Next will consider the human development paradigm and the human happiness paradigm in the light of indivisibility.
HUMAN DEVELOPMENT PARADIGM
When considering the human development it mostly consider the aspect of economic development keeping other development factors ranked lower. The question arises whether human development should be mainly backed up by economic development. With the recent concept of sustainable development other aspects of human development should be given a similar rank but does this happen in reality and is sustainable development so widely grown among the world population.
Amartya Sen comes up with the capabilities approach to answer the following complication in the development process. We would say before Amartya Sen’s capability approach it was a basic needs approach but Amartya Sen has come forward with the capabilities approach in order to achieve the human rights of people. The people’s freedom should be provided and they should be given space and access to opportunities. The concept of a capability has a global as well as local character such that its definition abstracts from particular circumstances, but its realization depends on specific local requirements. For example, the same skill can be compared for different people although it may require different amounts and kinds of food depending on one’s age, state of health, and so on. This makes the Capability Approach applicable across political, economic, and cultural borders. For example, Sen points out that being relatively income poor in a wealthy society can require absolute povertyin some important capabilities, because they may require more resources to achieve. For example, a richer society may require more years of education for better employment.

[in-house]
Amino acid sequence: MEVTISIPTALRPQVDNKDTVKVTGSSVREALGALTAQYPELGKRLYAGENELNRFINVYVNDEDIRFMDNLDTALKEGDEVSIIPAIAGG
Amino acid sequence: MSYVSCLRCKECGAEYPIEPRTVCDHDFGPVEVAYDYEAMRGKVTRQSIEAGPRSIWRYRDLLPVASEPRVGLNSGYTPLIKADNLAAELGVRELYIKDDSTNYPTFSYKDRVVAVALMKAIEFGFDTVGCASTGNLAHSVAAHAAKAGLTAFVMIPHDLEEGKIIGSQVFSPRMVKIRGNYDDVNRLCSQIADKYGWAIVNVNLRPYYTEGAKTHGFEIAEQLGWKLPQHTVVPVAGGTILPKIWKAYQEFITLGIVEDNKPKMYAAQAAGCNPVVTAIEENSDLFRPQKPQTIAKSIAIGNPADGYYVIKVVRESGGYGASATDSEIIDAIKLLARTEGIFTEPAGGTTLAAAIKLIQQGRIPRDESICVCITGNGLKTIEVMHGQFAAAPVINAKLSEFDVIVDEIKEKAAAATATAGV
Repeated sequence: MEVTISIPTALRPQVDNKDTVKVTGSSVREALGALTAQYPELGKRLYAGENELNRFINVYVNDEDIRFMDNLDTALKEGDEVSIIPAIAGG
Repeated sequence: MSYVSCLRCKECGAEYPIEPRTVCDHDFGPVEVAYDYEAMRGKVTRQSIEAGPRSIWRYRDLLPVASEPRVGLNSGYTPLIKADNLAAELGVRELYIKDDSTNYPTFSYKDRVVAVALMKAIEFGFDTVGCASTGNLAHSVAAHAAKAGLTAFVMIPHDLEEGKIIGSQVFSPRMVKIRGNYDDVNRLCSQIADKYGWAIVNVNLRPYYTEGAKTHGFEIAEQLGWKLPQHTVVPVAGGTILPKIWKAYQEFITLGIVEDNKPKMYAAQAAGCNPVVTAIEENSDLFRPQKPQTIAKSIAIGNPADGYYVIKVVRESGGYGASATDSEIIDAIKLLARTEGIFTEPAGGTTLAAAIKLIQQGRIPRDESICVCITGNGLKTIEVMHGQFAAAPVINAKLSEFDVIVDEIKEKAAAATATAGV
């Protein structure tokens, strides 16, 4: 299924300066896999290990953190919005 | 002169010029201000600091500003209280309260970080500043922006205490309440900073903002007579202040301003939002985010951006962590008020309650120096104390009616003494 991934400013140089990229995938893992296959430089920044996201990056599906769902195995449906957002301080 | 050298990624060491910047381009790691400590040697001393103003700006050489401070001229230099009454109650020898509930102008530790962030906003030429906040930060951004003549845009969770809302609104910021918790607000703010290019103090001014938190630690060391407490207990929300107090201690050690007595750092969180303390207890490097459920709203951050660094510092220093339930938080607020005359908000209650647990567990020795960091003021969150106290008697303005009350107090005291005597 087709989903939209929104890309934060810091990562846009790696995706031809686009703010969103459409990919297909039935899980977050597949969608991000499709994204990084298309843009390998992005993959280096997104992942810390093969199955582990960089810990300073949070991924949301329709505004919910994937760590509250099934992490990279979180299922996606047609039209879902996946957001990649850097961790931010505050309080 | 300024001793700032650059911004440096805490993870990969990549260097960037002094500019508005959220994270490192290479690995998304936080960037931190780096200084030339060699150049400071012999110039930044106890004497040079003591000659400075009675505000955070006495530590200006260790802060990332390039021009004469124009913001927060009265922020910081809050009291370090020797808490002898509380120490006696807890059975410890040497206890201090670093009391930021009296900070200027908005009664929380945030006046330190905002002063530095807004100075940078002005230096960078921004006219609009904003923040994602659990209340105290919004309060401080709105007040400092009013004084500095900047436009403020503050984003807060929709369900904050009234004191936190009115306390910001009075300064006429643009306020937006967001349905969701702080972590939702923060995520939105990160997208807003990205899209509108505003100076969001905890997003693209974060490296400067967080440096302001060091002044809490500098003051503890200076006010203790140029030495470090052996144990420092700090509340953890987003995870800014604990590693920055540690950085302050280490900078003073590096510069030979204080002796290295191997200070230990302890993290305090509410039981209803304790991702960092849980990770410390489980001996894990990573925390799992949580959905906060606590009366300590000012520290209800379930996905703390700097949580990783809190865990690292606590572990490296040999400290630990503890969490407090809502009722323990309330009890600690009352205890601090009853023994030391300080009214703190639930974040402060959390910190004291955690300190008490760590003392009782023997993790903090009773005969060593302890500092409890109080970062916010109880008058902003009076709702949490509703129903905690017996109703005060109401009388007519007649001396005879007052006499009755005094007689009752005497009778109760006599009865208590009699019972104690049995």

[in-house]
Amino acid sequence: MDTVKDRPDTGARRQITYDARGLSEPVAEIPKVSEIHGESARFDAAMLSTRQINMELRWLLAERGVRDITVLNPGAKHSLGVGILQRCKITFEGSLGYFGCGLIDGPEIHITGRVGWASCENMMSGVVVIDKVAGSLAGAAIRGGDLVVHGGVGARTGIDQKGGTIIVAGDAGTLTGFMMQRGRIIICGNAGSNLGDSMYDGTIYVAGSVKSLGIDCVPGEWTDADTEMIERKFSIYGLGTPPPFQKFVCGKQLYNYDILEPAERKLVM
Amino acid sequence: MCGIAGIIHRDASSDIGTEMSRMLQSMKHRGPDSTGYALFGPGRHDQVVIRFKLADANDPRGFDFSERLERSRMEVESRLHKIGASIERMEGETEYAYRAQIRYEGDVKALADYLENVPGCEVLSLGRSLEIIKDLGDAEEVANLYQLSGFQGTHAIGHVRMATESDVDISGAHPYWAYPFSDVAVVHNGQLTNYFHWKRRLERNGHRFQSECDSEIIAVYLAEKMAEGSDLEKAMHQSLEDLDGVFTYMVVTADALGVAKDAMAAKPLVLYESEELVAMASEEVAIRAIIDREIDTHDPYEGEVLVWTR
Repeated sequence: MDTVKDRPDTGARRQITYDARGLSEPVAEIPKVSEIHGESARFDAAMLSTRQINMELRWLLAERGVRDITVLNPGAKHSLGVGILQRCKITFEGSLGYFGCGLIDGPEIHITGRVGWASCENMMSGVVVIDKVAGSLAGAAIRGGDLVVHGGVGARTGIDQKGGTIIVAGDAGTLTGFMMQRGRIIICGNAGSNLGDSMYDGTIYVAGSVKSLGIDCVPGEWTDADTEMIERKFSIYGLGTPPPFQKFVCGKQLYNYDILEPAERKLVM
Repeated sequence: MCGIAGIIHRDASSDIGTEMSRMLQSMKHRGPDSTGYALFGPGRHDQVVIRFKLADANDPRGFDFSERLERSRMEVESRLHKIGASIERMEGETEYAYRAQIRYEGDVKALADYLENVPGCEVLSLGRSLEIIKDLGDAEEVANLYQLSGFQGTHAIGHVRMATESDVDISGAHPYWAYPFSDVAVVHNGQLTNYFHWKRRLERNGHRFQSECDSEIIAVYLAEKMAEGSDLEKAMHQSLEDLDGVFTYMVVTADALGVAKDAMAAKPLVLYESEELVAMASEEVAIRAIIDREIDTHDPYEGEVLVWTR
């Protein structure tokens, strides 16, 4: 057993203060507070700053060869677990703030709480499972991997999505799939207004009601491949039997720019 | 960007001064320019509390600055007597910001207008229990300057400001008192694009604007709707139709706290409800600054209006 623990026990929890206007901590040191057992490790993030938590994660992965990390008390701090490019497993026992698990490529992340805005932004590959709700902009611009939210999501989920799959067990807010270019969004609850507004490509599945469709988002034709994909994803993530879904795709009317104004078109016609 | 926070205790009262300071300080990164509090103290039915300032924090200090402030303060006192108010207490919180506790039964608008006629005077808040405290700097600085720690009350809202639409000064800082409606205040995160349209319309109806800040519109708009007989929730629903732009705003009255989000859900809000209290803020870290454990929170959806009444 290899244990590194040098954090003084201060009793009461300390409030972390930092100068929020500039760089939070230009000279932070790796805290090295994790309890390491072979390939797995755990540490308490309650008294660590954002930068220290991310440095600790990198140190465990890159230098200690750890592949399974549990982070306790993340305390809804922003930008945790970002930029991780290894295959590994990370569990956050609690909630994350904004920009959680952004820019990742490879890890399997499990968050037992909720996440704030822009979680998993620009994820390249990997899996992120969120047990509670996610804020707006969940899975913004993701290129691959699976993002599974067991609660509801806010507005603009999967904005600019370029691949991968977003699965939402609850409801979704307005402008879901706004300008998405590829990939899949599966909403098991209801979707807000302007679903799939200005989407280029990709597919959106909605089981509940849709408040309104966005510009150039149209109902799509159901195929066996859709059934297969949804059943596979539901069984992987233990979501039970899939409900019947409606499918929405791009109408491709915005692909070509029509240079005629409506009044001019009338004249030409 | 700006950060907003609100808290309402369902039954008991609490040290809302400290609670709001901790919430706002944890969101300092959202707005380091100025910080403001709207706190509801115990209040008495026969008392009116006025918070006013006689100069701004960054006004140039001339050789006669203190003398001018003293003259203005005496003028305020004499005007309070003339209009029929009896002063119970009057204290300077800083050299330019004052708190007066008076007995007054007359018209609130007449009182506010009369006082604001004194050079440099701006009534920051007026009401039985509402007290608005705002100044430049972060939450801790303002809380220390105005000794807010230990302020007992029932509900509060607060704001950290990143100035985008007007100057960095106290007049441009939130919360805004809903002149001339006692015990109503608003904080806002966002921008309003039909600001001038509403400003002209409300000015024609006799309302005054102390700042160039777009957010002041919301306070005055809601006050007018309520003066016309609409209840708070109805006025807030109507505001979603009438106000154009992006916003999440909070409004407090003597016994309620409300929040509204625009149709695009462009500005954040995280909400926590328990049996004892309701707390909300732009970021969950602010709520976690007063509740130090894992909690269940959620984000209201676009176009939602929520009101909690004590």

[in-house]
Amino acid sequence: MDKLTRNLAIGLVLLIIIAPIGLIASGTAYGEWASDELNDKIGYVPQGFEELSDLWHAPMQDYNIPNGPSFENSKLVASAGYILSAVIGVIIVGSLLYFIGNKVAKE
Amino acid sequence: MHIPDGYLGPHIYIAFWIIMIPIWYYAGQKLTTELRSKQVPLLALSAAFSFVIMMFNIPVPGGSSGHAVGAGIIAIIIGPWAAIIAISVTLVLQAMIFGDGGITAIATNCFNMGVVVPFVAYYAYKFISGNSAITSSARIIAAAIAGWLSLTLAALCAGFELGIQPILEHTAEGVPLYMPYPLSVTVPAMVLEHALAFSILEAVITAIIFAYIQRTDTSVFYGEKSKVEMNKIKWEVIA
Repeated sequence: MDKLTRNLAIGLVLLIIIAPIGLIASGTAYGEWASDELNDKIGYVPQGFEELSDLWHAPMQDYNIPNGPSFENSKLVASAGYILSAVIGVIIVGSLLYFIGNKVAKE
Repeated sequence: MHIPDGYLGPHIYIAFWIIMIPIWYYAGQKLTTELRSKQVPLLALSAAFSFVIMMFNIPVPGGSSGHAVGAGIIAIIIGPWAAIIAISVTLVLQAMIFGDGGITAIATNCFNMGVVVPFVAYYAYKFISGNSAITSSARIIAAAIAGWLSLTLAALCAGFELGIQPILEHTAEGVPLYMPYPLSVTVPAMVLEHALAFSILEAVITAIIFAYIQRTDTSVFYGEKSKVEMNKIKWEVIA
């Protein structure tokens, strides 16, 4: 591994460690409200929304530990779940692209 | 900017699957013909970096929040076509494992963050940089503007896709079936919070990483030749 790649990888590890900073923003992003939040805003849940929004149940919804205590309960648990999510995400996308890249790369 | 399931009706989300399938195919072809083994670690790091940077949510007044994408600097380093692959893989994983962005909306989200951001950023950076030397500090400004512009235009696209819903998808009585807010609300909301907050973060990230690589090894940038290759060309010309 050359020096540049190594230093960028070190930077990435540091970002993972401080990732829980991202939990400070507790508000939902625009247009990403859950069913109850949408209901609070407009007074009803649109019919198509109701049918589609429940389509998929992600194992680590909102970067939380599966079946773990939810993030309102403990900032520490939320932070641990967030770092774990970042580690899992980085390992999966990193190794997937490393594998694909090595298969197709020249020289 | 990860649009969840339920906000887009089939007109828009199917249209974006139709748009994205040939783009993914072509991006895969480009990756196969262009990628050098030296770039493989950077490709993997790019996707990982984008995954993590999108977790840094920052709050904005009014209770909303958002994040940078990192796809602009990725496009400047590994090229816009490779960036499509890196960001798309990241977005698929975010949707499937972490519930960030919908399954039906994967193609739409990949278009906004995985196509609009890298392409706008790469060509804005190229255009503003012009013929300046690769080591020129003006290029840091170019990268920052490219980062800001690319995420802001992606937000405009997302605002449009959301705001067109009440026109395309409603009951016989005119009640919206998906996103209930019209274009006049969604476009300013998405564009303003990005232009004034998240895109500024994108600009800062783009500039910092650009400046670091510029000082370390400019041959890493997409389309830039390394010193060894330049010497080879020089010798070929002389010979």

Many capabilities will have fundamental requirements that vary strongly with social circumstances. For example, a capability that people might generally be said to have reason to value such as the ‘ability to appear in public without shame’, but its requirements vary significantly according to cultural norms from society to society and for different groups within each society (such as by gender, class, and ethnicity). For example, Presently in Saudi Arabia, women must have the corporation of a close male relative to appear in public, and require a private car and a chauffeur to move between private spaces (Saudi Arabian women are not allowed to use public transport or drive a car themselves).
The Capability Approach leaves open whether such ‘expensive’ capabilities, if well thought-out significant enough to be assured by society as a matter of justice, should be met by making more resources available to those who need them (chauffeurs and subsidized cars), or by reviewing the relevant social norms. The Capability Approach only identifies such capability failures and identifies their causes. However, if there is general agreement that such capabilities should be in the same way assured for all, there is a clear basis for disapproving undoubtedly unfair social norms as the source of relative denial and thus as inconsistent with the spirit of such a assurance.